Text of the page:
Praise for "Private Soldiers"
"Photographs, interviews, communiqués, letters, and poetry, all stitched together by sensitive prose into a full-bodied narrative, make 'Private Soldiers' a superb chronicle of an infantry battalion's year in Iraq. Reading it, I felt proud to be serving in the same Army with the 2-127th." —Lieutenant Colonel Art Bilodeau, Managing Editor, Military Review: The Professional Journal of the U.S. Army
"Wisconsin soldiers have served the state and nation proudly and with distinction since the Civil War and continue to do so in Operations Iraqi and Enduring Freedom. 'Private Soldiers' will give readers a snapshot of 32nd Infantry `Red Arrow' soldiers on today's battlefield as they adapt to new battle systems and take advantage of progressing technology — yet their dedication to duty, sacrifices, and self-less service endure." —Brigadier General James A. Krueck, Commander, Wisconsin Army National Guard, who also commanded the 32nd Infantry Brigade from Oct. 2000 to Oct.2006
"Wisconsin Army National Guard units had not experienced combat since World War Two. Sixty years after the 32nd Infantry `Red Arrow' Division celebrated the end of its long and bloody fight in the Asiatic-Pacific campaigns, the 2nd Battalion, 27th Infantry Regiment began conducting combat missions in Iraq. The Soldiers of the 2-127th Infantry Battalion lived up to the proud heritage of their forefathers and wrote another distinguished chapter into the unit's official history.
"Benjamin Buchholz's 'Private Soldiers' provides an outstanding record of the 2-127th Infantry Battalion's wartime service in Operation Iraqi Freedom. Indeed, a picture is worth a thousand words. Buchholz's words, camera and his fellow Soldier's photographs portray the dedicated service and sacrifice of a few hundred of Wisconsin's Citizen-Soldiers engaged in ground combat in Iraq. Their mission provided convoy escort protection, route reconnaissance and security for U.S. logistical sustainment and force-rotation convoys originating from seaports and supply depots in Kuwait transiting the main supply routes in Iraq to combat units' forward operating bases and logistic support bases. The unit conducted thousands of missions, logged millions of miles and endured hundreds of enemy attacks as the men of the battalion convoyed throughout the length and breadth of Iraq. All of their convoys were round-trip missions, meaning that their return trips to Kuwait usually required them to pass through areas where they had previously been attacked. They called it `running the gauntlet.'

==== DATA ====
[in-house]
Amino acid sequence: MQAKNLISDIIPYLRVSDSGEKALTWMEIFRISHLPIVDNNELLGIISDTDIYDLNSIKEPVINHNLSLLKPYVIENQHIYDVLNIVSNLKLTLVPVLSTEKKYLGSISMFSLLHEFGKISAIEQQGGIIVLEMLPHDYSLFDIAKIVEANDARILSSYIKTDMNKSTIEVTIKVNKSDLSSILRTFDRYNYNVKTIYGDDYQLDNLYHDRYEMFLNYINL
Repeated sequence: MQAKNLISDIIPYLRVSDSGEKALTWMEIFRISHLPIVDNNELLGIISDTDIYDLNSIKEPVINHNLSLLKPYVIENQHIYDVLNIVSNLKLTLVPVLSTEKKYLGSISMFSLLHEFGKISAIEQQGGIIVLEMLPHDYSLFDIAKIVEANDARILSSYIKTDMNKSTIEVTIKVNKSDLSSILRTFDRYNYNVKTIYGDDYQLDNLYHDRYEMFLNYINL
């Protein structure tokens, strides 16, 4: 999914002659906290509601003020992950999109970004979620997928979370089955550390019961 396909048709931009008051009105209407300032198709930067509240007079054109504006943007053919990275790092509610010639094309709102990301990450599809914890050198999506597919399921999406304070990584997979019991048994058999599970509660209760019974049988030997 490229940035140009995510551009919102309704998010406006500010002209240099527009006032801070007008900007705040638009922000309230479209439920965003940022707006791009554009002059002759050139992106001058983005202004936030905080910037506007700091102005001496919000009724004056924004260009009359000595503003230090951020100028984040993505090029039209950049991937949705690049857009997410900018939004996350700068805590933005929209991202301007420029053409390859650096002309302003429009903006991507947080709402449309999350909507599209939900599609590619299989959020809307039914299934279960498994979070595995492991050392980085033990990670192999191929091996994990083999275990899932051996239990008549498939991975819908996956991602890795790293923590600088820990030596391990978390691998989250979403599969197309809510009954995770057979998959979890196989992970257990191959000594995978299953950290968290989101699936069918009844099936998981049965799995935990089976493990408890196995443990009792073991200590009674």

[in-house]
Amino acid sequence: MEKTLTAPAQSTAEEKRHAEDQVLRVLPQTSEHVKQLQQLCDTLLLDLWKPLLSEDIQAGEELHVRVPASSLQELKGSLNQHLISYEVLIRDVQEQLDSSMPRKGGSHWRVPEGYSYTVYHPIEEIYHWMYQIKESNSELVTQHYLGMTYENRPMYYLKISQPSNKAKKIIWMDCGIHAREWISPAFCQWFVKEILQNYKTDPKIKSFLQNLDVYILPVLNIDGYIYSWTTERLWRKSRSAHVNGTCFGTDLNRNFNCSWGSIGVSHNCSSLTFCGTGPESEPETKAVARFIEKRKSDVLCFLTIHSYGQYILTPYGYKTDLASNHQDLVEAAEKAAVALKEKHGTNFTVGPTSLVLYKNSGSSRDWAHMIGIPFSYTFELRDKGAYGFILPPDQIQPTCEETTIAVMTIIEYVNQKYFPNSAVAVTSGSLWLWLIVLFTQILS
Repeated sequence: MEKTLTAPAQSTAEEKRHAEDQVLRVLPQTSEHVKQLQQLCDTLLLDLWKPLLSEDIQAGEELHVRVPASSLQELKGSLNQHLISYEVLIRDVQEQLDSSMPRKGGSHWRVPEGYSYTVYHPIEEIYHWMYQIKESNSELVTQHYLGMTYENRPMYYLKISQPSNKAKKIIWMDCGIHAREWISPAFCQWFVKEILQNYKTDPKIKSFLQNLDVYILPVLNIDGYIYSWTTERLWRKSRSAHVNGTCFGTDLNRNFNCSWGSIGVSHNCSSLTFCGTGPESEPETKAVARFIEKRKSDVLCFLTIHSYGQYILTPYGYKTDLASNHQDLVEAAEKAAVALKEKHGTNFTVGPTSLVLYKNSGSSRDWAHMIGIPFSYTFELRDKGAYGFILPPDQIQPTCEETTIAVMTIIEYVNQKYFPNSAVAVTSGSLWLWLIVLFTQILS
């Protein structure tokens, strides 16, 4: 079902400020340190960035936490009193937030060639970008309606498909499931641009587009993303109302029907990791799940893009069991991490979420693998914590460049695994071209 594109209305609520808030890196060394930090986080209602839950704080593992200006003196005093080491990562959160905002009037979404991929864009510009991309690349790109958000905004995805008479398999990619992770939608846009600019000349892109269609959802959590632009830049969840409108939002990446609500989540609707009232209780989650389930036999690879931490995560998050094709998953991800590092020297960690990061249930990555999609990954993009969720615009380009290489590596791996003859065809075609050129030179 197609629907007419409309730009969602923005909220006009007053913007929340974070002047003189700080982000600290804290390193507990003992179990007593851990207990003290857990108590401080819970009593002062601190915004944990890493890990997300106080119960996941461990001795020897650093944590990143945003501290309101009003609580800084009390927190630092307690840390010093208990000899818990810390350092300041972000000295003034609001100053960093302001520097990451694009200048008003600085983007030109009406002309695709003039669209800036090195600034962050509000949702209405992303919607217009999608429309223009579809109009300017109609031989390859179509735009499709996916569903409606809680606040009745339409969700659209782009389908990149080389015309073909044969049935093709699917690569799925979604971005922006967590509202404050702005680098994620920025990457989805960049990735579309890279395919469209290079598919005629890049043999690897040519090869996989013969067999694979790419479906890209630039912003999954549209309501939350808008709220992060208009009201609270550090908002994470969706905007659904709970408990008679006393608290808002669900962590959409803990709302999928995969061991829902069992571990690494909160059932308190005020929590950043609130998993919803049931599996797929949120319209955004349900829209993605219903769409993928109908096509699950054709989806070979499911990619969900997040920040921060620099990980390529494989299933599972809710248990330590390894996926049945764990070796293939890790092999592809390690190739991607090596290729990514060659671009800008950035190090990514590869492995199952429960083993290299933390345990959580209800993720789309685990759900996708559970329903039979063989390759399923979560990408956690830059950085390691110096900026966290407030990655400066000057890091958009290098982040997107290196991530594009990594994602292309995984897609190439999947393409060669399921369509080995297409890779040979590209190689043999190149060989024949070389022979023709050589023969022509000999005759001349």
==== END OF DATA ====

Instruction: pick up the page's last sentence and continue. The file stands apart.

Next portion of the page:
"Through 'Private Soldiers' we see the blood, sweat, toil and tears of the brave men of the 2-127th Infantry Battalion who volunteered to serve their fellow citizens, state and nation in wartime. Just like their forefathers, these men didn't ask for much, they didn't get much, but they gave a lot." —Brigadier General Charles J. Barr, Commanding General, 143rd Transportation Command, July 2005-June 2006
"Peel away the body armor and the cammo, ignore the alphabet soup that is military speak and these infantry men half a world away are just neighbors from up the street or the town next door, citizens one day, soldiers the next, missing homes and loved ones and the Packers and Dodge trucks, mourning for comrades killed or wounded and sharing the eternal truths of soldiering: In any group of eight dudes someone is bound to smell bad. Making public the experiences of private soldiers is revealing." —Dennis McCann, "Milwaukee Journal Sentinel"
"These are powerful soldier stories that bring the war in Iraq home to citizens of Wisconsin . . . an important historical record of the men and women of our state who served in combat as part of the Wisconsin Army National Guard." —Frederica Freyberg, Wisconsin Public Television
"If you have not journeyed into the Iraq war, this richly detailed narrative will take you there. If you have, this book will take you back." —Katherine M. Skiba, author of "Sister in the Band of Brothers: Embedded with the 101st Airborne in Iraq"